WASHINGTON -- The Republican-run Senate dealt President Bush's $726 billion tax-cutting proposal a surprise blow on Friday by plucking out $100 billion to finance the war with Iraq. An effort to slice the tax plan in half was resoundingly defeated.
Senators debating a $2.2 trillion budget for next year decided by a mostly party-line 52-47 vote to shave the tax cut to pay for the U.S. drive to topple Iraqi President Saddam Hussein. After hours of seeking enough support to reverse the vote, White House officials and top Republicans decided to try to restore the money when House-Senate bargainers write a compromise fiscal blueprint over the next few weeks. The overall tax package, the heart of the plan that Bush says will fortify the economy, would end levies on corporate dividends and accelerate already scheduled cuts in income taxes.
The vote underlined the political potency of an argument Democrats had made in a week of budget debate: That the plan should not map tax reductions while lacking a single penny for the war, especially as budget shortfalls climb toward record levels.
"The largest deficit in American history, and one of the biggest wars in our history, and we're handing out a giant tax cut. This is sort of the definition of irresponsible budgeting," said Sen. Russell Feingold, D-Wis., the sponsor.
After days of lobbying by both sides aimed at a handful of moderates from each party, senators voted 62-38 against slashing the tax cut's price tag to $350 billion through 2013. That amendment had represented the gravest threat to Bush's proposal, threatening to pare it to a level where its GOP sponsors said it would have little stimulative effect.
"There is a war going on," said Sen. Charles Grassley, R-Iowa, chairman of the tax-writing Senate Finance Committee. "When these men and women come home from the battlefield, we want a growing economy so these folks will have jobs."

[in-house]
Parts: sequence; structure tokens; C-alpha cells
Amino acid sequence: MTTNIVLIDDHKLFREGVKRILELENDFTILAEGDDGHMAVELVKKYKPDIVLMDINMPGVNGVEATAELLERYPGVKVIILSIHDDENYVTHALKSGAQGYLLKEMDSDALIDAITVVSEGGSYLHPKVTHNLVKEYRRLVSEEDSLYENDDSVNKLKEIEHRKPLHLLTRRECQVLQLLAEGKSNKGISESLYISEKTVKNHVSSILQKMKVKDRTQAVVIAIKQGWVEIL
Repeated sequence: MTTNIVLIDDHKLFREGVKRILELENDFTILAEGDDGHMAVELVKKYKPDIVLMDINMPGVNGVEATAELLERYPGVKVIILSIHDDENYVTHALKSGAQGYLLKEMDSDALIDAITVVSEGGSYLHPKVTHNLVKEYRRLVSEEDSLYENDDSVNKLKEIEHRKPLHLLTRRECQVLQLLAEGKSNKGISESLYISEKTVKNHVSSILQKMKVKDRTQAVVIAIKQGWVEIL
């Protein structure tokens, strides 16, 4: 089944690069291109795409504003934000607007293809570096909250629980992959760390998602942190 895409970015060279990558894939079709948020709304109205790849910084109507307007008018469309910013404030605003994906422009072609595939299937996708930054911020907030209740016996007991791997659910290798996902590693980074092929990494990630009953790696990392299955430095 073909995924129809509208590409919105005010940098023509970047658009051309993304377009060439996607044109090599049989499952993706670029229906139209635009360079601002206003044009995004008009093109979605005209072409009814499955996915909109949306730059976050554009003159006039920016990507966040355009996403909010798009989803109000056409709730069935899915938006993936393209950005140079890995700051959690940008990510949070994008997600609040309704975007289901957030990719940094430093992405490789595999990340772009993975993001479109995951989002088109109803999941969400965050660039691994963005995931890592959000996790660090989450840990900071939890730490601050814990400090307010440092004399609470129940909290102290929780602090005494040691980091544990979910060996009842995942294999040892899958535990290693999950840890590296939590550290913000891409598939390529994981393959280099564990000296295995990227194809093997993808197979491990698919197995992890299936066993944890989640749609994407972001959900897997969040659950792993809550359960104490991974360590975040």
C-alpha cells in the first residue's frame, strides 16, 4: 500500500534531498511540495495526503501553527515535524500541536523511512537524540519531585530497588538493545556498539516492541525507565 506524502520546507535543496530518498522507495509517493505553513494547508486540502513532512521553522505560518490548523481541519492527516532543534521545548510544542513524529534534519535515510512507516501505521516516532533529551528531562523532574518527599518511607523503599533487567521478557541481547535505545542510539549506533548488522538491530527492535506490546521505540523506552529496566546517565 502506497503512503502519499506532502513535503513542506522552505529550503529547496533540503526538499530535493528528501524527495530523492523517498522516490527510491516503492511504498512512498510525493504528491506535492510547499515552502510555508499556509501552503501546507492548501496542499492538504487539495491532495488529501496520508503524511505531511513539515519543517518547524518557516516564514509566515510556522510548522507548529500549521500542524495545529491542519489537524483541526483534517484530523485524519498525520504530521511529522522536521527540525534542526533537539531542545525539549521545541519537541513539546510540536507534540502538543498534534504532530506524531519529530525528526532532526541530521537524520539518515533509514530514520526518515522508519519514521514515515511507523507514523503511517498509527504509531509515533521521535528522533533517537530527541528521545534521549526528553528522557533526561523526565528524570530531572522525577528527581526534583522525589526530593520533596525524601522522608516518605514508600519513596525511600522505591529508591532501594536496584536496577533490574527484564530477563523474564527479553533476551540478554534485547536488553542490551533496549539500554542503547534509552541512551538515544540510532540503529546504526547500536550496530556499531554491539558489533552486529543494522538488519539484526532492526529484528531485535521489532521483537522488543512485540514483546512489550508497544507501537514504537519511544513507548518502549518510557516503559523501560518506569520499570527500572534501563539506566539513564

The votes meant Congress seemed likely ultimately to produce tax cuts in the range that Bush wants. After a marathon debate that ran well past midnight into Friday morning, the House approved by 215-212 its own GOP-written budget that made room for the entire $726 billion in tax reductions over the decade that the president wants.
When the House and Senate approve a compromise budget, it will clamp overall limits on revenues and expenditures for next year. It will take separate bills later this year to cut taxes or alter spending programs.
On the fifth day of debating its budget, the Senate was embroiled in a so-called vote-a-rama, voting in machine-gun fashion on one amendment after another with little debate. There were 15 roll calls by late afternoon and more on the way.
Many were defeated. But several were approved, adding to the budget's projected deficits and nibbling away at its tax cuts.
One amendment, by Sen. Kit Bond, R-Mo., which would boost highway spending and red ink by about $10 billion annually for six years, was approved by 79-21. Sen. Robert Byrd, D-W.Va., won 51-49 approval for doubling federal aid to Amtrak next year to $1.8 billion, taking a small bite from the tax cut.
Feingold's amendment to finance the war was the day's biggest surprise, succeeding because it won support from three moderate Republicans.
But the day's biggest flop was the defeat of the drive to halve Bush's tax cut, sponsored by moderate Sens. Olympia Snowe, R-Maine; John Breaux, D-La.; Max Baucus, D-Mont.; and George Voinovich, R-Ohio. Eager to reduce the size of the tax reduction as far as possible, top Democrats including Minority Leader Tom Daschle, D-S.D., urged colleagues to support it.
All week, the amendment teetered on the brink of enough votes for passage in the Senate, which Republicans control by 51-48, plus an independent who leans toward Democrats.
But two pivotal senators voted "no," Ernest Hollings, D-S.C., and John McCain, R-Ariz., with both saying they wanted no tax cuts at all. When defeat seemed certain, 11 other Democrats who would have supported halving the tax cut voted "no" instead, preferring to avoid showing support for tax reductions at any level.
"I was prepared to take one for the team if we could reduce it, but it was clear the votes weren't there," said Sen. Richard Durbin, D-Ill., who voted "no."
Both the House and Senate budgets plot savings from a host of domestic programs -- many unspecified -- that their GOP authors said would end annual deficits a decade from now. Democrats and many nonpartisan analysts have said the proposed reductions are unlikely to get enough votes to become law, especially the deeper-cutting House plan.